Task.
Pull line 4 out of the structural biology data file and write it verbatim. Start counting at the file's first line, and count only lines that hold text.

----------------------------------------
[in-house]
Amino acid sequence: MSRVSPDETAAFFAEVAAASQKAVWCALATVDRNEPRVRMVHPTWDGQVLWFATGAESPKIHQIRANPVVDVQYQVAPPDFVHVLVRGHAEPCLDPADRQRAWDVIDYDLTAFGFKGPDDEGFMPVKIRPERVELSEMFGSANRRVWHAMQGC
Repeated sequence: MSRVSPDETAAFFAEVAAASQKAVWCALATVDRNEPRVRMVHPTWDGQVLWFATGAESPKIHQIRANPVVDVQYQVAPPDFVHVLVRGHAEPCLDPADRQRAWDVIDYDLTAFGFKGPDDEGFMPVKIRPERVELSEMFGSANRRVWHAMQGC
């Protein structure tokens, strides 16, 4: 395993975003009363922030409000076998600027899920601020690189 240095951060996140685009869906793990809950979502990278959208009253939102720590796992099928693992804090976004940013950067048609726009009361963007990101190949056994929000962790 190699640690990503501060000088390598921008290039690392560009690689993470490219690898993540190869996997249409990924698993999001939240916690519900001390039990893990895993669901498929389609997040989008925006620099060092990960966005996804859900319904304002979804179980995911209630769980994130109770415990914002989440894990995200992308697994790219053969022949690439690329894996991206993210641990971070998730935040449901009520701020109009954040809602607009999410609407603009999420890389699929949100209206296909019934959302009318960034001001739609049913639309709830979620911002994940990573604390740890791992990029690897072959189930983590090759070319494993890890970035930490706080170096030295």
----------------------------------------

């Protein structure tokens, strides 16, 4: 395993975003009363922030409000076998600027899920601020690189 240095951060996140685009869906793990809950979502990278959208009253939102720590796992099928693992804090976004940013950067048609726009009361963007990101190949056994929000962790 190699640690990503501060000088390598921008290039690392560009690689993470490219690898993540190869996997249409990924698993999001939240916690519900001390039990893990895993669901498929389609997040989008925006620099060092990960966005996804859900319904304002979804179980995911209630769980994130109770415990914002989440894990995200992308697994790219053969022949690439690329894996991206993210641990971070998730935040449901009520701020109009954040809602607009999410609407603009999420890389699929949100209206296909019934959302009318960034001001739609049913639309709830979620911002994940990573604390740890791992990029690897072959189930983590090759070319494993890890970035930490706080170096030295």